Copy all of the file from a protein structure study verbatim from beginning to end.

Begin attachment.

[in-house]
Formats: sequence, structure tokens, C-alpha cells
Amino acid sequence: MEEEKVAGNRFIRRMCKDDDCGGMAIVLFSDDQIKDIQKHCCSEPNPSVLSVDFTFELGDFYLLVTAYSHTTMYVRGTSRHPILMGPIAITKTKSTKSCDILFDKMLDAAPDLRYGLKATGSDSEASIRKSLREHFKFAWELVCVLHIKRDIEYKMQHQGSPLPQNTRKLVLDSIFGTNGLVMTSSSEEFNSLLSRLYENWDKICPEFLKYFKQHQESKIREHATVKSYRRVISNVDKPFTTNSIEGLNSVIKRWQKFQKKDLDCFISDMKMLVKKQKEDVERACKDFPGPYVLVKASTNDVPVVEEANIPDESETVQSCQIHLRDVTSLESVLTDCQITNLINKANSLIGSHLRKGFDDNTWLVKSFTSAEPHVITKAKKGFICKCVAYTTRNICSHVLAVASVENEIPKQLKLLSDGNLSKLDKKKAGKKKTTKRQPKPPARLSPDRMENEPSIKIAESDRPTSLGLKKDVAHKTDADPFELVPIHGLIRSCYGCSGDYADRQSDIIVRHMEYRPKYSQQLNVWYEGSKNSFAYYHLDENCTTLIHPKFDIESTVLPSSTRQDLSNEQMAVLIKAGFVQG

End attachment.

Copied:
[in-house]
Formats: sequence, structure tokens, C-alpha cells
Amino acid sequence: MEEEKVAGNRFIRRMCKDDDCGGMAIVLFSDDQIKDIQKHCCSEPNPSVLSVDFTFELGDFYLLVTAYSHTTMYVRGTSRHPILMGPIAITKTKSTKSCDILFDKMLDAAPDLRYGLKATGSDSEASIRKSLREHFKFAWELVCVLHIKRDIEYKMQHQGSPLPQNTRKLVLDSIFGTNGLVMTSSSEEFNSLLSRLYENWDKICPEFLKYFKQHQESKIREHATVKSYRRVISNVDKPFTTNSIEGLNSVIKRWQKFQKKDLDCFISDMKMLVKKQKEDVERACKDFPGPYVLVKASTNDVPVVEEANIPDESETVQSCQIHLRDVTSLESVLTDCQITNLINKANSLIGSHLRKGFDDNTWLVKSFTSAEPHVITKAKKGFICKCVAYTTRNICSHVLAVASVENEIPKQLKLLSDGNLSKLDKKKAGKKKTTKRQPKPPARLSPDRMENEPSIKIAESDRPTSLGLKKDVAHKTDADPFELVPIHGLIRSCYGCSGDYADRQSDIIVRHMEYRPKYSQQLNVWYEGSKNSFAYYHLDENCTTLIHPKFDIESTVLPSSTRQDLSNEQMAVLIKAGFVQG